Unveiling the Mystery of POTS | Part 3

Understanding the Connection Between POTS & Other Illnesses

Dr. Aaron Hartman

May 9, 2023

Understanding the Connection Between POTS and Other Illnesses

Postural orthostatic tachycardia syndrome (POTS) is a condition that affects the autonomic nervous system and can cause symptoms such as dizziness, fatigue, and rapid heartbeat. While POTS can be a mystery illness, understanding what other diseases are associated with it can help in the treatment process. Often POTS is the result of one of these other illnesses. In this blog post, we’ll explore the different illnesses that are associated with POTS and how this information can help with treatment.

POTS and GI Tract Dysfunction or Disorder

Understanding the Connection Between POTS and Other IllnessesCommon GI tract disorders include irritable bowel syndrome (IBS), dysbiosis, and SIBO. The GI tract can affect the central nervous system and peripheral nervous system.

It’s fascinating to think that 75% of all your neurotransmitters are produced in your gut, and that 50% of dopamine (your attention neurotransmitter) and 90% of serotonin (your happy mood regulatory neurotransmitter) come from your gut. Furthermore, 90% of communication between your gut and your brain is from your gut to your brain. This means that any GI disorder can potentially affect your central nervous system, which can then impact your peripheral nervous system.

In fact, I’ve had patients who have seen significant improvement in their POTS symptoms simply by addressing their gut health with certain dietary interventions. Therefore, it’s crucial to consider GI dysfunction as a potential underlying cause of POTS.

POTS and Mast Cell Activation Syndrome (MCAS)

All cells in the body can produce histamine to varying degrees. Mast cells and eosinophils, which are associated with allergies, are the primary players, but it is important to understand that every cell in the body can be involved in this process. Histamine blockers, such as Claritin and Pepcid, can be useful in blocking the response. Other substances, such as quercetin and low-dose naltrexone, can help stabilize the immune system and manage this response as well.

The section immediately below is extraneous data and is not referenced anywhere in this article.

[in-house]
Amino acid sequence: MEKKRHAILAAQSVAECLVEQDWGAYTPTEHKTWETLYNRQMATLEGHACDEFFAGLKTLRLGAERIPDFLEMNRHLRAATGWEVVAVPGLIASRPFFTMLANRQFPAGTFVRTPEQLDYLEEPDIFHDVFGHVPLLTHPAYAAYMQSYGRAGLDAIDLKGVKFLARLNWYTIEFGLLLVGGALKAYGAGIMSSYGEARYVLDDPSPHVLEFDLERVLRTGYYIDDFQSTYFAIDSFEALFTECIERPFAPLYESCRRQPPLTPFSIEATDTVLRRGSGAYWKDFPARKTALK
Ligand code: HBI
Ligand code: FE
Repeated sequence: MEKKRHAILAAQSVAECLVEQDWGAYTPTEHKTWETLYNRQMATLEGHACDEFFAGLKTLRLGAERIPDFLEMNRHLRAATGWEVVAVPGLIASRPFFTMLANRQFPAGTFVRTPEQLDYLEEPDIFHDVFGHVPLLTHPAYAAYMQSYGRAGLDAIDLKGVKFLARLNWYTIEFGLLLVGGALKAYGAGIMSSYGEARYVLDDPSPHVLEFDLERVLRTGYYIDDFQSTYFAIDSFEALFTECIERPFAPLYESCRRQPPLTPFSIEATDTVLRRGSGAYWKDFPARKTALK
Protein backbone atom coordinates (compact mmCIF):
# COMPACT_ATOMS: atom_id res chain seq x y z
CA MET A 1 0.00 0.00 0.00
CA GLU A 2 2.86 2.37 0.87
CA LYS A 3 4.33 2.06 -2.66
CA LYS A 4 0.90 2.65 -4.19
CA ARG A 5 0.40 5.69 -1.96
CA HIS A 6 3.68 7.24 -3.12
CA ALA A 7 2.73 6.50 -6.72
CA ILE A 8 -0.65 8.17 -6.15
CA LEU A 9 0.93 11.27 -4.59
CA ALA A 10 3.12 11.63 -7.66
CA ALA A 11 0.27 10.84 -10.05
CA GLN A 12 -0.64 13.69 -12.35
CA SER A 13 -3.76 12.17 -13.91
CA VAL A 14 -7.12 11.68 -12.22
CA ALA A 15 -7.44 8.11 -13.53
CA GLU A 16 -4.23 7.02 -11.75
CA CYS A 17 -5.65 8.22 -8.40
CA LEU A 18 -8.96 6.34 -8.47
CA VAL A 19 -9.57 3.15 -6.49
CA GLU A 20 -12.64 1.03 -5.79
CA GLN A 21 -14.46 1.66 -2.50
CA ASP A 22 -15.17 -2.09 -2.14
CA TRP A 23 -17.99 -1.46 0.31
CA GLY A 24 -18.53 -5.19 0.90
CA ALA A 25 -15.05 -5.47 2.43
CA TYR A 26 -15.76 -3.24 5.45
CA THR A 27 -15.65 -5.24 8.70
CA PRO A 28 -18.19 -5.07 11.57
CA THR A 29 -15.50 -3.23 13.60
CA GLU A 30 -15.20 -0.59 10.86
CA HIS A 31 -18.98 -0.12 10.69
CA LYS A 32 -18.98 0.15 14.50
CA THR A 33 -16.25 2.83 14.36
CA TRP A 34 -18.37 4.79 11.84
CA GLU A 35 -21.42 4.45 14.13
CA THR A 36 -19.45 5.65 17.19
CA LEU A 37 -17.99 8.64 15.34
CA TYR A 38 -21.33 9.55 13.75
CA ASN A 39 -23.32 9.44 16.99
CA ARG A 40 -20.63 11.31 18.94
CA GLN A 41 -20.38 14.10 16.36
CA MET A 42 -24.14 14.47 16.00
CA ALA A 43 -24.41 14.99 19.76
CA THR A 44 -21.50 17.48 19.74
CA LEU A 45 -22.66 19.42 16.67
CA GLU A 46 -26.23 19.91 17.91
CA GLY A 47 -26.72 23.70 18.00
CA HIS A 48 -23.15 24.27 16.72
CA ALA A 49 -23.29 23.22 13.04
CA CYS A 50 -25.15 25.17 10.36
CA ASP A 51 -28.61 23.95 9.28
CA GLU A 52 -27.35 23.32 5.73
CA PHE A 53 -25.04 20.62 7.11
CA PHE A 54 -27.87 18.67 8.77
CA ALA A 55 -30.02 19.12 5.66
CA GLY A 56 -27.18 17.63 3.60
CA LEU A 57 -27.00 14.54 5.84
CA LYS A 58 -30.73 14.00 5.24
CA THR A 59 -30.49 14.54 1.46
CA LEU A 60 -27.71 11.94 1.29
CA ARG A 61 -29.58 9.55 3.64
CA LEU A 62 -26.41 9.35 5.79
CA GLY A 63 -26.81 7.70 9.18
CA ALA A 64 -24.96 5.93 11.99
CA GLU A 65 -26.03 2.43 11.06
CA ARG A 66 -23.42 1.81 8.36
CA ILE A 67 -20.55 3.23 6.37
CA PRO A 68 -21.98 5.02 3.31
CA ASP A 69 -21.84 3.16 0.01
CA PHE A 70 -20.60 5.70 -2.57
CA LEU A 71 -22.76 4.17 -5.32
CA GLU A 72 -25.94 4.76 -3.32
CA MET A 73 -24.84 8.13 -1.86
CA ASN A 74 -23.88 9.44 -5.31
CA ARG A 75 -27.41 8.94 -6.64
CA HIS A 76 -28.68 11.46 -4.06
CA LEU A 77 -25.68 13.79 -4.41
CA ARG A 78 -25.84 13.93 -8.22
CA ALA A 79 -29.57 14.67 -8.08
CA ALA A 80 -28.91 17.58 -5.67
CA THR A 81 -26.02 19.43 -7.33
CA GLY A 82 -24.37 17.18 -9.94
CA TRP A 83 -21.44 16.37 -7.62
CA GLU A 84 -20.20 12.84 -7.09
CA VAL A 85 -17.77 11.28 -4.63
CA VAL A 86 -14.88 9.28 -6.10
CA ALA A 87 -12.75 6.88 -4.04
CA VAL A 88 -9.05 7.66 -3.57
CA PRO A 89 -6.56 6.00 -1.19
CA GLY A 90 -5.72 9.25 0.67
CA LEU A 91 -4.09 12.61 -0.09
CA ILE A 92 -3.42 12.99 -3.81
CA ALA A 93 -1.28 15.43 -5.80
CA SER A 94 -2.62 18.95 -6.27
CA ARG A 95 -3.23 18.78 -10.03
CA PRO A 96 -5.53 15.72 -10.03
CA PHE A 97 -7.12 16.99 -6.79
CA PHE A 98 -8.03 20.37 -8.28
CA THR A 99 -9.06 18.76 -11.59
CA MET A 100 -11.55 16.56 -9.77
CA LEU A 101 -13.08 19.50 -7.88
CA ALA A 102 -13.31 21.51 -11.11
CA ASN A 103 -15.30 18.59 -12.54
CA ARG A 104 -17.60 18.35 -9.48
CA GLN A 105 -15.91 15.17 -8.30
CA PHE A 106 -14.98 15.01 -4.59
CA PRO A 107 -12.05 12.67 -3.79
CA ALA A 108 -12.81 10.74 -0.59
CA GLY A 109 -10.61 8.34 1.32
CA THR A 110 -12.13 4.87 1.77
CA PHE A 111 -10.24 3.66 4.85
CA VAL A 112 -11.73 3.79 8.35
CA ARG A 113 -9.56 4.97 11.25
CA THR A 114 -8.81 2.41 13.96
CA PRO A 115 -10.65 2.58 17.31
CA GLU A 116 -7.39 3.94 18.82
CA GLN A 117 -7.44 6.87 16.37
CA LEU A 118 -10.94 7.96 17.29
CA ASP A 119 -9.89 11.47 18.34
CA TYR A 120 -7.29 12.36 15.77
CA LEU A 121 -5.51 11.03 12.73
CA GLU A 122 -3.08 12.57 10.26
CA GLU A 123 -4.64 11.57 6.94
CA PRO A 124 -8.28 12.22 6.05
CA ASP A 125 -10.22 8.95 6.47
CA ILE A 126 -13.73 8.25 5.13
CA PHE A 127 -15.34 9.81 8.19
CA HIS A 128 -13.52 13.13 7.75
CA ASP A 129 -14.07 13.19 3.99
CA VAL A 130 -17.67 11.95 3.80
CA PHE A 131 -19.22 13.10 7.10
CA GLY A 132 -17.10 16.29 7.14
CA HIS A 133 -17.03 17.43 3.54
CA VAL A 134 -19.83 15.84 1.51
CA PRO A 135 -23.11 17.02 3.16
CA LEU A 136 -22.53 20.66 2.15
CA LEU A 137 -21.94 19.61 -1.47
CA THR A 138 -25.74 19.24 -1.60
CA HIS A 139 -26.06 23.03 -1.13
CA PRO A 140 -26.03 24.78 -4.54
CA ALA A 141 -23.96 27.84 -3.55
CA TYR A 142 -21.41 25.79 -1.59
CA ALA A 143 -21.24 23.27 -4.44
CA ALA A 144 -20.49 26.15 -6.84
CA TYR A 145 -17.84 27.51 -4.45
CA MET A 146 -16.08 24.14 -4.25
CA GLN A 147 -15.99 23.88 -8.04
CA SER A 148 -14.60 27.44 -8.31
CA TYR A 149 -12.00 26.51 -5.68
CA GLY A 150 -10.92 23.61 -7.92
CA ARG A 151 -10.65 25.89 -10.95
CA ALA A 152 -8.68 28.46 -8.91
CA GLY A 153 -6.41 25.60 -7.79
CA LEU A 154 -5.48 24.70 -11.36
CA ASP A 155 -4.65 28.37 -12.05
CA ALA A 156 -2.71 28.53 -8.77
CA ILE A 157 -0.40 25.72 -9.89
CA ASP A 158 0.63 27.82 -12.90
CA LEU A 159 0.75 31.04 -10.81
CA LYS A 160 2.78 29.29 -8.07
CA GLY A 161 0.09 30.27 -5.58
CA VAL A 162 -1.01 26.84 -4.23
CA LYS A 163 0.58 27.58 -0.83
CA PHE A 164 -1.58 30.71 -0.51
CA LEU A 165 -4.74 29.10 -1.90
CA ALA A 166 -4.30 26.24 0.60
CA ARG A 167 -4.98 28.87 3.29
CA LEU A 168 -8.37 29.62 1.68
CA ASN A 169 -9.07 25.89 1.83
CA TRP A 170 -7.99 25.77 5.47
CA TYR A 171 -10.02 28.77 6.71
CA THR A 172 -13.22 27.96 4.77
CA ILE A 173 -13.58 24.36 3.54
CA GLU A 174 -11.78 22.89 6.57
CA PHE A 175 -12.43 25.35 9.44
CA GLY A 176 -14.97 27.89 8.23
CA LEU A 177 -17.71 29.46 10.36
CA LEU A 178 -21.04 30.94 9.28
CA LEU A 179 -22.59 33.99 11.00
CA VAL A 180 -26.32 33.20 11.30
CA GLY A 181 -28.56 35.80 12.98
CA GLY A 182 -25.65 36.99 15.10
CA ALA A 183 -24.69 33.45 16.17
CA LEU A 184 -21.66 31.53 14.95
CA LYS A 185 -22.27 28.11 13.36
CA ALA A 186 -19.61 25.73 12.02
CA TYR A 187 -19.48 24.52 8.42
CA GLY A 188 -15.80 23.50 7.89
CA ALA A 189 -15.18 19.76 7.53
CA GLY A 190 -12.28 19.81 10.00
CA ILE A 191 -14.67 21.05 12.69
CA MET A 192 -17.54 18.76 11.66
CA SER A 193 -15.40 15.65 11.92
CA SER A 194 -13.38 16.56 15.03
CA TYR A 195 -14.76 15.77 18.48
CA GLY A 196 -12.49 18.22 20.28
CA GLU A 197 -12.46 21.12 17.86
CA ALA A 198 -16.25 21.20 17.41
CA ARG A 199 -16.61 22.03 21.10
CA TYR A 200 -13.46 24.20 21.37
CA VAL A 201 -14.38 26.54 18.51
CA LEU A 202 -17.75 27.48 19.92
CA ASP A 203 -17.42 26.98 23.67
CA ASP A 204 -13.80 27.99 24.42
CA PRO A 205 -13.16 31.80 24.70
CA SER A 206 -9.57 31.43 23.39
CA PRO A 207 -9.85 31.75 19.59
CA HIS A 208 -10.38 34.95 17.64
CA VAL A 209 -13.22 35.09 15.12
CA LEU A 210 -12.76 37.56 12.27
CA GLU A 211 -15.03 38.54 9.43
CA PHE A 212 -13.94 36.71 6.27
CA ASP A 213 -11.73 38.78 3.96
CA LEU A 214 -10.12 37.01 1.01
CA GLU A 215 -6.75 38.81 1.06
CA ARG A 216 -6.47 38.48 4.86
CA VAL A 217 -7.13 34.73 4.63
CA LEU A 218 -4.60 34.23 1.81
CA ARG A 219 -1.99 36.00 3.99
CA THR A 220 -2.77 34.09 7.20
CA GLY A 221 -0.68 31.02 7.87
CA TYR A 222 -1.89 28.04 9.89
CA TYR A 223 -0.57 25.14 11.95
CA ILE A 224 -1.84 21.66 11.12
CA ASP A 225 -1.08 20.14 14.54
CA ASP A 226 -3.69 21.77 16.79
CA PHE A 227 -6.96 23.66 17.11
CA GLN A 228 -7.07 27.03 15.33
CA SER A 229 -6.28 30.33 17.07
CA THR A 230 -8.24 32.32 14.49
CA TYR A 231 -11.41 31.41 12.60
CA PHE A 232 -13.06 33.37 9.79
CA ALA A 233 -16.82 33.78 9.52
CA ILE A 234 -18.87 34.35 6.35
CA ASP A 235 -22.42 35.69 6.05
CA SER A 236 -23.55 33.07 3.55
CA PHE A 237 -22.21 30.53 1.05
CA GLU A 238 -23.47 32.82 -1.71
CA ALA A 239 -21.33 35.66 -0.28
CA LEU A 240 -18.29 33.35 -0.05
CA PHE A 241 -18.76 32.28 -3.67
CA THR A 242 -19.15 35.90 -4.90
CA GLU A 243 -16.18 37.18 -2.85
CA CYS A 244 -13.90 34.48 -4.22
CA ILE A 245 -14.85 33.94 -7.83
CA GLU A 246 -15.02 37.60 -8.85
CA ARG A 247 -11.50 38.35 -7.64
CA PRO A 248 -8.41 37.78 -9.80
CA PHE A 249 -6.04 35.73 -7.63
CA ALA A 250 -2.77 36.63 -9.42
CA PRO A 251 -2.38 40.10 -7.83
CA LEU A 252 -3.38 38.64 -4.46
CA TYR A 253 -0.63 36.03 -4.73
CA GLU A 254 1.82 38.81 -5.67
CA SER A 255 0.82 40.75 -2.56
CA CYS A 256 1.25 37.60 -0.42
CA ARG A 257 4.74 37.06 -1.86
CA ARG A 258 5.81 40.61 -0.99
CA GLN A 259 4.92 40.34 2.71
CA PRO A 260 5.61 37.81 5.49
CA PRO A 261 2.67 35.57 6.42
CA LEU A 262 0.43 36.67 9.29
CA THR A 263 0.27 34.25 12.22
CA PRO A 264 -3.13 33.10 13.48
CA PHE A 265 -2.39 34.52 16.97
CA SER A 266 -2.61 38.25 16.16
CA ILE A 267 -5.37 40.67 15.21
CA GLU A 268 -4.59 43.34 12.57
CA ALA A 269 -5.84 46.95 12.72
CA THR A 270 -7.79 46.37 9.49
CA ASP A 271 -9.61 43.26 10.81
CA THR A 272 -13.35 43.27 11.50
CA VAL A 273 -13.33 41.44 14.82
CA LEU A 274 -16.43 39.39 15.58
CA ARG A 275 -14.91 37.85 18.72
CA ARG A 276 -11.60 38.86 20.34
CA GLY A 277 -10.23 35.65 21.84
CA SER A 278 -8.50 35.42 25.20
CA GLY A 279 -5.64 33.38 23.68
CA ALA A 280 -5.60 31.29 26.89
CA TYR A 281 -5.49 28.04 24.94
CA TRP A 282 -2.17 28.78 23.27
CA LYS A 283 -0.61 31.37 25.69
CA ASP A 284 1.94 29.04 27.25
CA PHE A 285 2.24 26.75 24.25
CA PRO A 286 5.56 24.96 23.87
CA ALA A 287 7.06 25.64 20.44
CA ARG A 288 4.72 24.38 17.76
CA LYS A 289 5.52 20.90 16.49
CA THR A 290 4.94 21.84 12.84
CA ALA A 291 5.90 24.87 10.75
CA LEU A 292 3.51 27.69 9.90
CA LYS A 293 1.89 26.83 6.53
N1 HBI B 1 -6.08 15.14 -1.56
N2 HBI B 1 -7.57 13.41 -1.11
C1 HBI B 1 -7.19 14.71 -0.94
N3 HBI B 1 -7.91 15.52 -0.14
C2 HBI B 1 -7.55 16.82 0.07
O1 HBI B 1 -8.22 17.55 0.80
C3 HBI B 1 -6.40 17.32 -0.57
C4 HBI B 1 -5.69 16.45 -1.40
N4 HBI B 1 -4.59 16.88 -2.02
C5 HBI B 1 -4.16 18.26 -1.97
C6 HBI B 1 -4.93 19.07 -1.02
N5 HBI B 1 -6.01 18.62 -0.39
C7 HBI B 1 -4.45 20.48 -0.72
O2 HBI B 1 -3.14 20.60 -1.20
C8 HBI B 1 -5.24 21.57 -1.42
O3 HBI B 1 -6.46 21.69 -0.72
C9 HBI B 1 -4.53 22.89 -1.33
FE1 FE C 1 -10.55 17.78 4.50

MCAS, chronic Lyme, POTS, and dysautonomia look very similar because of the significant overlap in symptoms. Therefore, it is essential to understand the role of histamine and mast cells in the body in order to address the underlying issues effectively. By doing so, it is possible to manage symptoms and improve overall health.

POTS and Tick-Borne Illnesses

Understanding the Connection Between POTS and Other IllnessesThe next illness to consider are tick-borne illnesses, often referred to as Lyme disease, but actually includes a range of conditions. Over 50% of people with Lyme disease have an associated tick-borne illness, so it’s not just about Lyme. This stealth infection can hide in your immune system, causing low-grade inflammation. This inflammation can be particularly related to neurogenic POTS and autoimmune POTS, as it can cause dysregulation in the immune system. Therefore, testing for vector-borne illnesses such as bartonellosis is crucial for managing this illness.

Tick-borne illnesses can present with a range of symptoms, such as fatigue, brain fog, joint pain, and headaches. Because tick-borne illnesses are often overlooked or misdiagnosed, it’s important to work with a healthcare provider who is knowledgeable about these conditions and can provide appropriate testing and treatment. By identifying and addressing tick-borne illnesses, individuals with POTS may be able to reduce their symptoms and improve their overall quality of life.

POTS & Mold Toxicity

Understanding the Connection Between POTS and Other IllnessesMold is a significant factor that can affect your immune system and disrupt the functions of your neurological system and GI tract. This immune system disruption can affect your adrenaline levels and ultimately result in neuropathy. In many cases, mold or toxin exposure can lead to secondary responses such as chronic fatigue syndrome (CFS) and POTS. Therefore, it is essential to identify if there is mold in your house, school, or any place you have spent a considerable amount of time – and also whether you have detoxification issues – in order to effectively treat underlying POTS.

Connecting the Dots of POTS Symptoms

As you can see, POTS is not a standalone illness, but rather a result of other underlying conditions. Understanding the connection between POTS and other illnesses is crucial in developing an effective treatment plan. By addressing the root cause of POTS, individuals can improve their overall health and well-being.

In the next blog post, we will dive into the treatment options for POTS and dysautonomia, as well as the pillars of treatment for these conditions. Are you interested in other articles about this topic? Check out our website for other information on POTS.


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